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No major economic data expected; trading updates from Diploma, Vodacom

Opening Call:

Shares could open in mixed territory in Europe on Monday on caution over the Fed's policy outlook. In Asia, stock benchmarks were mixed; Treasury yields were barely changed; the dollar consolidated; while oil fell and gold was steady.


European shares are set to open mixed on Monday amid lingering uncertainty about whether the U.S. Federal Reserve will cut interest rates this year.

Minneapolis Fed President Neel Kashkari on Friday expressed uncertainty about whether interest rates are high enough to bring inflation down to target.

U.S. inflation data for April due on Wednesday are likely to be the highlight of the week.

Markets will be looking to see whether inflation has started to turn lower after three straight months of higher-than-expected readings and whether investors are justified in pricing in a high chance that the Fed will cut interest rates in September.

Data from the eurozone, U.K., Sweden and Norway will also attract attention.


The dollar consolidated in Asia, with focus on U.S. CPI due out later this week.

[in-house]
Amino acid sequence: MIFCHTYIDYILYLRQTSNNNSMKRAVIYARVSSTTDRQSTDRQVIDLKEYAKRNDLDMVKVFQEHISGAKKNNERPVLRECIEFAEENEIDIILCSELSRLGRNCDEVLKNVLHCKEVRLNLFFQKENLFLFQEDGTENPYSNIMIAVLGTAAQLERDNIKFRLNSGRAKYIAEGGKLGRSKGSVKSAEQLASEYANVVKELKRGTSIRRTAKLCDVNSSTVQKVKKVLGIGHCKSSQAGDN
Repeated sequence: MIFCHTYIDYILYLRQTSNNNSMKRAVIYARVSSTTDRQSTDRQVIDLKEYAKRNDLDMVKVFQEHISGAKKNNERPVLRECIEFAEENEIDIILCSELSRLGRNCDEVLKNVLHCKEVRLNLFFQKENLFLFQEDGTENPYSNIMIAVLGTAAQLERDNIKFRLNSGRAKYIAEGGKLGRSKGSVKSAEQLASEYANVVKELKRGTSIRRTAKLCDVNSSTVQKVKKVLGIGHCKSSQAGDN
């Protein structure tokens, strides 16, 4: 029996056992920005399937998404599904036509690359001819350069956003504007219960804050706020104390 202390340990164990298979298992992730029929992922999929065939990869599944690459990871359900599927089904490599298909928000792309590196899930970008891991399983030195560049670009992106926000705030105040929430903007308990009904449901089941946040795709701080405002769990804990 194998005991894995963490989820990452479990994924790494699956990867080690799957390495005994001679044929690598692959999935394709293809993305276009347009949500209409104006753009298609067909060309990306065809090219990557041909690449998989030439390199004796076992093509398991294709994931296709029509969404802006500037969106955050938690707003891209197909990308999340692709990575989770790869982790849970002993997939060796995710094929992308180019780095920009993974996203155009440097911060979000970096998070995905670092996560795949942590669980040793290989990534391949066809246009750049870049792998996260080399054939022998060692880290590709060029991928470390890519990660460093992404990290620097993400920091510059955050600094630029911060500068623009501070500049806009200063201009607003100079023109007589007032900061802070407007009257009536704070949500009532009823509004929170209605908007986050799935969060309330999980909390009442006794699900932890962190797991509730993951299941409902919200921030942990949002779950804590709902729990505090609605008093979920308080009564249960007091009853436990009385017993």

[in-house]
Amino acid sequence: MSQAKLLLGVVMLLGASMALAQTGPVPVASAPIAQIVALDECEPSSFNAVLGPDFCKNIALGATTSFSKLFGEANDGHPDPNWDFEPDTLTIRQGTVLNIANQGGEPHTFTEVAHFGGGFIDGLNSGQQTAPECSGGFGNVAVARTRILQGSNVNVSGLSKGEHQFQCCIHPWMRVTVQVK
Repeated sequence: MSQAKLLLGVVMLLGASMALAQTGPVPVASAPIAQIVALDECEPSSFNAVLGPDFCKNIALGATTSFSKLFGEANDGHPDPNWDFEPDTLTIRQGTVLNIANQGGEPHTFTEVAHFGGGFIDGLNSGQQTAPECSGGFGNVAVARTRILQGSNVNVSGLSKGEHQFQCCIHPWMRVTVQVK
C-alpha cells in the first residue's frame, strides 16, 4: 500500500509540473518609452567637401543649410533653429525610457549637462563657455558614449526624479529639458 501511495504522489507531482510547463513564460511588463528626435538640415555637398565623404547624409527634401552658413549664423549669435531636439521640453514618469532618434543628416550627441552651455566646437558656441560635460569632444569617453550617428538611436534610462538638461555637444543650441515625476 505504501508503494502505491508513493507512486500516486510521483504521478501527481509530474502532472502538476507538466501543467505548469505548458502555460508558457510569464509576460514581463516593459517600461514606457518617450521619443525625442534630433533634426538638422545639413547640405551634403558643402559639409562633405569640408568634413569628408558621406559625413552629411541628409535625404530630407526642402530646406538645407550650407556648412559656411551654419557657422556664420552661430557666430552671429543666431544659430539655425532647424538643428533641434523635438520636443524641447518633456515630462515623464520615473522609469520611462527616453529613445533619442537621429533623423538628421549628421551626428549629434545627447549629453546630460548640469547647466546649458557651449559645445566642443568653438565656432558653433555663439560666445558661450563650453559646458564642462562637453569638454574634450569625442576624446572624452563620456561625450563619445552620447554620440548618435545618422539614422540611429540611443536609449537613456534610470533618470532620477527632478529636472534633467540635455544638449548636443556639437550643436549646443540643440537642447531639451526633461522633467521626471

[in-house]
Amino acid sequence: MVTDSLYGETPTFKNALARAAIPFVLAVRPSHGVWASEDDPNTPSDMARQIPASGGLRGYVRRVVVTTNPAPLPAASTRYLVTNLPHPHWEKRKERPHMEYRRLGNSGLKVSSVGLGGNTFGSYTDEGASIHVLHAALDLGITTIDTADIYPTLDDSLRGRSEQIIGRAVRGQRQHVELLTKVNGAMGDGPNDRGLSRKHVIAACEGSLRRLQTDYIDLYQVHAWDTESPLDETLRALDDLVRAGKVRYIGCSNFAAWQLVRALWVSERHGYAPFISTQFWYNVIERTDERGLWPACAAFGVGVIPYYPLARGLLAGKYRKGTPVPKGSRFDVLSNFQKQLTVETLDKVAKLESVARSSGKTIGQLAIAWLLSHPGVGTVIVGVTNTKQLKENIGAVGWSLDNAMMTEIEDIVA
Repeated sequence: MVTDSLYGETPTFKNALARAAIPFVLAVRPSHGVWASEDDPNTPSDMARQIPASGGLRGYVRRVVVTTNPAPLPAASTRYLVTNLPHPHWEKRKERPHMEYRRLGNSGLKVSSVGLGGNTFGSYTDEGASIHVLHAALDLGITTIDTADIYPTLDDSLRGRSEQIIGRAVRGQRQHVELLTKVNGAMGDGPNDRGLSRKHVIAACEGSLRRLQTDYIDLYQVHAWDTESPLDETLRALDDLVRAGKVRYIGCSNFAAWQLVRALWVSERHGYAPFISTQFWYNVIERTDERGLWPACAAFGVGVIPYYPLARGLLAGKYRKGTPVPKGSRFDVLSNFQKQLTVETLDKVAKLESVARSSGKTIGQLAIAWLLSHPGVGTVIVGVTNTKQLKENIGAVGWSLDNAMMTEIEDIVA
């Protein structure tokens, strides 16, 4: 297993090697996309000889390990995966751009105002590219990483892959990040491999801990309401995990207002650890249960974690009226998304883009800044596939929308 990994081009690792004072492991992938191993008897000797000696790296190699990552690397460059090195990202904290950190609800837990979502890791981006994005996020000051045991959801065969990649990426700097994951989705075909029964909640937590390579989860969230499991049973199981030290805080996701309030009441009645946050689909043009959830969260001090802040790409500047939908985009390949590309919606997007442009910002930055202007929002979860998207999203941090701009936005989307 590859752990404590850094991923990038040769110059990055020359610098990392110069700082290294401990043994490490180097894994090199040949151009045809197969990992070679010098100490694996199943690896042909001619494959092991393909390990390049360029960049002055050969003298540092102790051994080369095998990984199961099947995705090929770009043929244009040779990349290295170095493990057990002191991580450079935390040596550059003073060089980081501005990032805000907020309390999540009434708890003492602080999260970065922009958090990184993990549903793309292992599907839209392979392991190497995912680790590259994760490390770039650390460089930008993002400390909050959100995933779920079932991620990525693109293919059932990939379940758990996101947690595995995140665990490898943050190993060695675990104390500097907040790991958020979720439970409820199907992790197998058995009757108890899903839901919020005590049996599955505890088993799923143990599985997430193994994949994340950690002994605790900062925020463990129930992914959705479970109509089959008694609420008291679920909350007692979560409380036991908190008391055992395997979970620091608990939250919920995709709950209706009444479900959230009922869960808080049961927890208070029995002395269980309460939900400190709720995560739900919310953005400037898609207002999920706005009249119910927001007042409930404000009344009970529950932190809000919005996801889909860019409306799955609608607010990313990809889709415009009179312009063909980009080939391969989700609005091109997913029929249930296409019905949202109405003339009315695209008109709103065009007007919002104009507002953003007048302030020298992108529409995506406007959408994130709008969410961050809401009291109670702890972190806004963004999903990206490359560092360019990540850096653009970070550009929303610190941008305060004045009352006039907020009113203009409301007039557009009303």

Elevated U.S. inflation expectations, a solid increase in employment costs and strong growth in job creation suggest that CPI inflation quickened strongly again, CBA's Global Economic & Markets Research team said.

A strong core CPI print would put at risk current market pricing for a September start of the Fed's rate-cut cycle, it said, adding that the USD Index could set a new year-to-date high this week.


Treasury yields were flat in Asia after earlier gains, as Minneapolis Fed President Kashkari expressed uncertainty on Friday about whether interest rates are high enough to bring inflation down to target.

Yields had been weak since Fed Chair Jerome Powell all but ruled out another rate increase last week, but Kashkari sounded more hawkish.

Wednesday, core annual April CPI is expected to slow a little to 3.6%, in a survey by The Wall Street Journal.